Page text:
PRMT inhibition induces a viral mimicry response in triple-negative breast cancer.
Wu Q., Nie DY., Ba-Alawi W., Ji Y., Zhang Z., Cruickshank J., Haight J., Ciamponi FE., Chen J., Duan S., Shen Y., Liu J., Marhon SA., Mehdipour P., Szewczyk MM., Dogan-Artun N., Chen W., Zhang LX., Deblois G., Prinos P., Massirer KB., Barsyte-Lovejoy D., Jin J., De Carvalho DD., Haibe-Kains B., Wang X., Cescon DW., Lupien M., Arrowsmith CH.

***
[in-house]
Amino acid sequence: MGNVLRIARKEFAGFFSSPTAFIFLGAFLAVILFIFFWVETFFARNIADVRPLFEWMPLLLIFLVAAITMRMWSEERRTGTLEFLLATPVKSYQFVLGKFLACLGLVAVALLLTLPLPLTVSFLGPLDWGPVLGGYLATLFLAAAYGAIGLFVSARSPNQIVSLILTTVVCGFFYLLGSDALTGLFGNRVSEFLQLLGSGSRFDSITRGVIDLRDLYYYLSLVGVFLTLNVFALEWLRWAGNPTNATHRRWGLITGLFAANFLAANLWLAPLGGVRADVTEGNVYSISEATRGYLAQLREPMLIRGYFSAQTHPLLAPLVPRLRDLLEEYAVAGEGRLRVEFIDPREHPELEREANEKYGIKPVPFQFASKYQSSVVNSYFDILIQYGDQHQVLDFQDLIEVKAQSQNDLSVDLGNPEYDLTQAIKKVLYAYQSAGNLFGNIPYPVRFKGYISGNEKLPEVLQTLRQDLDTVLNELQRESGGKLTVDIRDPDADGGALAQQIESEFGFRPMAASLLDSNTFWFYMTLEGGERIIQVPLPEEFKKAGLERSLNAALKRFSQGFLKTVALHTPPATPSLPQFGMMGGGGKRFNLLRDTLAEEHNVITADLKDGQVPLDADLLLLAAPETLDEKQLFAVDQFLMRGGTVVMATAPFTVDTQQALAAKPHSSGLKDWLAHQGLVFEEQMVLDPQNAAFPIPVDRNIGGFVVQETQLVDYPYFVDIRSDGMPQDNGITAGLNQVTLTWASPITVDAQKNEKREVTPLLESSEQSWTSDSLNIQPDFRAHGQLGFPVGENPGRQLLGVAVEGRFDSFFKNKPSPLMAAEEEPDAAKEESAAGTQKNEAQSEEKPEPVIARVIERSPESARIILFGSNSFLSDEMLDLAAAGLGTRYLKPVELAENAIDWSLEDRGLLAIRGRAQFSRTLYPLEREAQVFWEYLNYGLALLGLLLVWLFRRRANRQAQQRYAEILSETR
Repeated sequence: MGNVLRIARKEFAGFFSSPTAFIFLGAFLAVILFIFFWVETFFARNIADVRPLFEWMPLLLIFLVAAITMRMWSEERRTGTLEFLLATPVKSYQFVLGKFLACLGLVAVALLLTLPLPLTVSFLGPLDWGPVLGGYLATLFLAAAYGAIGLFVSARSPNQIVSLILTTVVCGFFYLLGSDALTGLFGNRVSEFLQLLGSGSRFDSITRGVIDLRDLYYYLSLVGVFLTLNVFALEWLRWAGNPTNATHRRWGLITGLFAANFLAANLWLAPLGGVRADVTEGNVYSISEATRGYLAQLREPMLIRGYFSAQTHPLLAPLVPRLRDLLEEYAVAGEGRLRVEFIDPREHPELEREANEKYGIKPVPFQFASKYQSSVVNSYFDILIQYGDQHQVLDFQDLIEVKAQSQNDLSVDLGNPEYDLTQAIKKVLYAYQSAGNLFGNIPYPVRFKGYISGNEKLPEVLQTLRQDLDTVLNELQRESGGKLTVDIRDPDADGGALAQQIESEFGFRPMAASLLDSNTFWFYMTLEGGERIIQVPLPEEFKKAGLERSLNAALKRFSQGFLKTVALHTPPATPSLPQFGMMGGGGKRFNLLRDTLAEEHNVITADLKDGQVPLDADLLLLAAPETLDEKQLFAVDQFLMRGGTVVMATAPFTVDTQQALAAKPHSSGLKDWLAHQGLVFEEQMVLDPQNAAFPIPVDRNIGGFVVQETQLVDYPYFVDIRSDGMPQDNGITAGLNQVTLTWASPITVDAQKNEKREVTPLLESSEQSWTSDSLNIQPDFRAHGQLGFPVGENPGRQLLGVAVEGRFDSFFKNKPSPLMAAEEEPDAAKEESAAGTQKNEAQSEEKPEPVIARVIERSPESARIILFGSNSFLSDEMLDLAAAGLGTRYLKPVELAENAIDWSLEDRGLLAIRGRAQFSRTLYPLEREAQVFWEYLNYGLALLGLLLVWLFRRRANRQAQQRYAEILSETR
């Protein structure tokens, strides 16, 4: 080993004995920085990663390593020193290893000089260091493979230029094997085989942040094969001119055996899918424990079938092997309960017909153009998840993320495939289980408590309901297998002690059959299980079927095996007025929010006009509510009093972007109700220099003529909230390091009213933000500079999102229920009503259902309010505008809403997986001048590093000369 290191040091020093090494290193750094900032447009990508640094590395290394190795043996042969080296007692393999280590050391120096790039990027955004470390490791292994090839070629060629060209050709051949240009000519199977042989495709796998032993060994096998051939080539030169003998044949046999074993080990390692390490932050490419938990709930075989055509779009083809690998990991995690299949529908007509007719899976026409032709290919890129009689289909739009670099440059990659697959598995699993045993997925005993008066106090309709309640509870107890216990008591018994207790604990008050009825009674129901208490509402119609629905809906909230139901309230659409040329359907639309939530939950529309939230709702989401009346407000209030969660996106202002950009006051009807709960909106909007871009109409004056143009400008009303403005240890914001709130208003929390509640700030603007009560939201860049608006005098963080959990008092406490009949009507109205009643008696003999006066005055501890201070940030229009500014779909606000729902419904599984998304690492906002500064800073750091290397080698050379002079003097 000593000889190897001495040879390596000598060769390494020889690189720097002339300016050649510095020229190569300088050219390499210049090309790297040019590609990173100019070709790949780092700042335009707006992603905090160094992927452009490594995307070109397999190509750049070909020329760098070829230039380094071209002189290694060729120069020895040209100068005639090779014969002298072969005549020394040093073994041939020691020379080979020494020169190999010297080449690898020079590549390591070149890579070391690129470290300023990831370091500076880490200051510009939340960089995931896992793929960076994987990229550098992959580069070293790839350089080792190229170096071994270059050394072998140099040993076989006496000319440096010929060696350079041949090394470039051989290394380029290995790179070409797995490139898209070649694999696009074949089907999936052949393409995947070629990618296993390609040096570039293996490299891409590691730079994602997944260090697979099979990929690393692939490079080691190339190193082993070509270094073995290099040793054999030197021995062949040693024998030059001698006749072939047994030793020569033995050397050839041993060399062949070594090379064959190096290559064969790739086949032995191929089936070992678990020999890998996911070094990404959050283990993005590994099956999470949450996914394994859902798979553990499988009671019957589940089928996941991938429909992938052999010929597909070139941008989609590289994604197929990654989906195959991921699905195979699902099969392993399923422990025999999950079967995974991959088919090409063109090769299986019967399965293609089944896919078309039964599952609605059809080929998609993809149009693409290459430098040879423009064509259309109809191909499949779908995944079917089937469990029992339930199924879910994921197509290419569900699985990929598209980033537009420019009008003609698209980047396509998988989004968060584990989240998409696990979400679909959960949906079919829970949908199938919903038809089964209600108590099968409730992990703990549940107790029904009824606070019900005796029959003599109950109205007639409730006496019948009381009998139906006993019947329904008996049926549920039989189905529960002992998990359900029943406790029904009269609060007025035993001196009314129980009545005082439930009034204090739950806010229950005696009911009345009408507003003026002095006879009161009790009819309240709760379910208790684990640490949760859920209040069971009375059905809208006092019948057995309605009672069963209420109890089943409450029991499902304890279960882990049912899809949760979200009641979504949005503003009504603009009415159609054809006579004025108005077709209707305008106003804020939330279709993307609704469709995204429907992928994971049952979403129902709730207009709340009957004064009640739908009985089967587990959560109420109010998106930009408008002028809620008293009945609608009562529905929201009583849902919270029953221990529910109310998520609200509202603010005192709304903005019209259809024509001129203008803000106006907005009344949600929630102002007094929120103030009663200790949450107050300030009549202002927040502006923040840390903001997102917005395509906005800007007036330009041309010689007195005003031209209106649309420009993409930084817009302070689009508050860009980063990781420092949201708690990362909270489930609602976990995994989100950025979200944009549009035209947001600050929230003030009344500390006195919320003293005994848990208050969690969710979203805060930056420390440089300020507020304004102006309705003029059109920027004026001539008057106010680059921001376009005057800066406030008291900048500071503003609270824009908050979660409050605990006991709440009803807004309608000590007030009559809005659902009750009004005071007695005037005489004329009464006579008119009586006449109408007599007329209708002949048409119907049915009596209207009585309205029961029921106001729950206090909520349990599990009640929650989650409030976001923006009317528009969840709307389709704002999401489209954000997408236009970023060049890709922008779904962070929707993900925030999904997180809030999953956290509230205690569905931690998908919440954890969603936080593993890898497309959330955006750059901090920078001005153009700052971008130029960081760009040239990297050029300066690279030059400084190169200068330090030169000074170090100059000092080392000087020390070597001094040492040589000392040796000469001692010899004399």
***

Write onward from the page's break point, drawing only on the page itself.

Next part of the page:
Triple-negative breast cancer (TNBC) is the most aggressive breast cancer subtype with the worst prognosis and few effective therapies. Here we identified MS023, an inhibitor of type I protein arginine methyltransferases (PRMTs), which has antitumor growth activity in TNBC. Pathway analysis of TNBC cell lines indicates that the activation of interferon responses before and after MS023 treatment is a functional biomarker and determinant of response, and these observations extend to a panel of human-derived organoids. Inhibition of type I PRMT triggers an interferon response through the antiviral defense pathway with the induction of double-stranded RNA, which is derived, at least in part, from inverted repeat Alu elements. Together, our results represent a shift in understanding the antitumor mechanism of type I PRMT inhibitors and provide a rationale and biomarker approach for the clinical development of type I PRMT inhibitors.